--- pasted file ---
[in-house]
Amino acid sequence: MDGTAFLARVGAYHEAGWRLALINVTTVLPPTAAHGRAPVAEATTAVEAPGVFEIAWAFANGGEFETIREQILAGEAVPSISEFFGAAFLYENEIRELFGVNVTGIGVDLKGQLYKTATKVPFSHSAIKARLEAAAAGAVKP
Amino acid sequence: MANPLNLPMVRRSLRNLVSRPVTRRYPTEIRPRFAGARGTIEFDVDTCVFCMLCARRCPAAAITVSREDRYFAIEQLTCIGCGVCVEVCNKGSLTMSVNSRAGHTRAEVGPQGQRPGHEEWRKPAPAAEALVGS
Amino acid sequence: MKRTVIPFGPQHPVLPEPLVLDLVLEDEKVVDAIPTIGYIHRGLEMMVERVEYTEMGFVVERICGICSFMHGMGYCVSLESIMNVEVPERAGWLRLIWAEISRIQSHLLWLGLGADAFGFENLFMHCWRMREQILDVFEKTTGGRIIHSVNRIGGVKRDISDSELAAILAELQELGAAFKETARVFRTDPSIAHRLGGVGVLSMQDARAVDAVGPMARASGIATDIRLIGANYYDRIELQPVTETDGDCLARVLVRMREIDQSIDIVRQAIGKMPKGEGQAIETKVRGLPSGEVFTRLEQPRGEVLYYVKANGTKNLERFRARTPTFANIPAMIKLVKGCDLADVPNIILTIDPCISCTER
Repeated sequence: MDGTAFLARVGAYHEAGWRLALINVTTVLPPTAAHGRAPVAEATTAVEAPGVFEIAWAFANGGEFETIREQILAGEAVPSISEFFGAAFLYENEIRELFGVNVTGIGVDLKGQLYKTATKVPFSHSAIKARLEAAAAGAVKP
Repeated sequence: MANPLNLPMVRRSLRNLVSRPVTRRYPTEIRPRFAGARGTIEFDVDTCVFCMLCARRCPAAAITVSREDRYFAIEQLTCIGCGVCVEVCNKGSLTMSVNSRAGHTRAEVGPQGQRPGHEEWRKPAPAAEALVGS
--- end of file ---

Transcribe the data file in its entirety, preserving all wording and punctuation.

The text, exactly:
[in-house]
Amino acid sequence: MDGTAFLARVGAYHEAGWRLALINVTTVLPPTAAHGRAPVAEATTAVEAPGVFEIAWAFANGGEFETIREQILAGEAVPSISEFFGAAFLYENEIRELFGVNVTGIGVDLKGQLYKTATKVPFSHSAIKARLEAAAAGAVKP
Amino acid sequence: MANPLNLPMVRRSLRNLVSRPVTRRYPTEIRPRFAGARGTIEFDVDTCVFCMLCARRCPAAAITVSREDRYFAIEQLTCIGCGVCVEVCNKGSLTMSVNSRAGHTRAEVGPQGQRPGHEEWRKPAPAAEALVGS
Amino acid sequence: MKRTVIPFGPQHPVLPEPLVLDLVLEDEKVVDAIPTIGYIHRGLEMMVERVEYTEMGFVVERICGICSFMHGMGYCVSLESIMNVEVPERAGWLRLIWAEISRIQSHLLWLGLGADAFGFENLFMHCWRMREQILDVFEKTTGGRIIHSVNRIGGVKRDISDSELAAILAELQELGAAFKETARVFRTDPSIAHRLGGVGVLSMQDARAVDAVGPMARASGIATDIRLIGANYYDRIELQPVTETDGDCLARVLVRMREIDQSIDIVRQAIGKMPKGEGQAIETKVRGLPSGEVFTRLEQPRGEVLYYVKANGTKNLERFRARTPTFANIPAMIKLVKGCDLADVPNIILTIDPCISCTER
Repeated sequence: MDGTAFLARVGAYHEAGWRLALINVTTVLPPTAAHGRAPVAEATTAVEAPGVFEIAWAFANGGEFETIREQILAGEAVPSISEFFGAAFLYENEIRELFGVNVTGIGVDLKGQLYKTATKVPFSHSAIKARLEAAAAGAVKP
Repeated sequence: MANPLNLPMVRRSLRNLVSRPVTRRYPTEIRPRFAGARGTIEFDVDTCVFCMLCARRCPAAAITVSREDRYFAIEQLTCIGCGVCVEVCNKGSLTMSVNSRAGHTRAEVGPQGQRPGHEEWRKPAPAAEALVGS